As organizations that are dedicated to the rights, safety and full participation of women throughout Missoula and Montana, we are proud to announce our public support of the Missoula Non-Discrimination Ordinance (see “etc.,” April 1, 2010). This ordinance will protect people who live, work or visit the city of Missoula from discrimination in the areas of housing, employment and public accommodations based on their sexual orientation and gender identity or expression.
A group called notmybathroom.com publicly opposes this ordinance, in part by circulating misleading and unfounded concerns about this ordinance’s effect on the safety and well-being of women and children. We are writing this letter to correct any misunderstanding that notmybathroom.com may have created.
The purpose of the Missoula Non-Discrimination Ordinance is to protect lesbian, gay, bi and transgender (LGBT) people from discrimination within Missoula city limits, just as people of color, people of faith and other historically mistreated groups are protected under current state and federal laws. It does not alter an individual’s privacy and safety expectations when it comes to public restrooms. Notmybathroom.com’s claim that this bill will make public bathrooms, locker rooms, etc., less safe for women is a deliberate scare tactic. Any individual who enters a women’s bathroom to harass or attack women would find no protection in this ordinance. More than 130 cities and towns across the country have passed similar protections for the LGBT community, and the situations that notmybathroom.com warns of simply have not materialized. Transgender individuals who use the bathroom that is consistent with their gender identity and gender expression are no more of a threat to bathroom safety and privacy than other individuals who use public bathrooms.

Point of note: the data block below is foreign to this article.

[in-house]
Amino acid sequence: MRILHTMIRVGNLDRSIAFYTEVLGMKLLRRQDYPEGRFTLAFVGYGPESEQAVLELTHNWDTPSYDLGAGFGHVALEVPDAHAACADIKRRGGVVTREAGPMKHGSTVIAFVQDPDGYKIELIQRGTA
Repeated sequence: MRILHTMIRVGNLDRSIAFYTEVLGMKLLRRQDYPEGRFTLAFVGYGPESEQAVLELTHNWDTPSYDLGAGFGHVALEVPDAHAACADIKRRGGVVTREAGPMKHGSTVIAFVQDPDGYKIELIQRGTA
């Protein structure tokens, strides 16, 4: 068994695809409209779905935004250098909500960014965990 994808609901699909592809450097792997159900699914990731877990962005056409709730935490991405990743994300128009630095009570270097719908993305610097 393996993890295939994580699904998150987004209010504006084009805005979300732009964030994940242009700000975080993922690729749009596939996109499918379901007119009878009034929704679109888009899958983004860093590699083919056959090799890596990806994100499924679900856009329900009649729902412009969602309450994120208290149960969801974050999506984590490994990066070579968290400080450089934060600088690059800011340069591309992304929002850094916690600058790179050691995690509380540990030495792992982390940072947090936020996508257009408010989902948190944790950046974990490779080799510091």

As you are aware, violence against women in our society is a real issue and one that we hope policy makers and community members continue to address. Ordinances like this one, which offer protections to individuals who experience discrimination in society, help prevent violence against lesbians and transgender women.
Our organizations applaud the effort to pass this ordinance and ensure equality, dignity, fairness and safety in the Missoula community. We fully support the Missoula City Council passing this ordinance.
YWCA of Missoula
Montana Women Vote
Women’s Resource Center
Montana Coalition Against Domestic and Sexual Violence
Blue Mountain Clinic
NARAL Pro-Choice Montana
Planned Parenthood of Montana
Women’s Opportunity & Resource Development, Inc.
American Association of University Women- Montana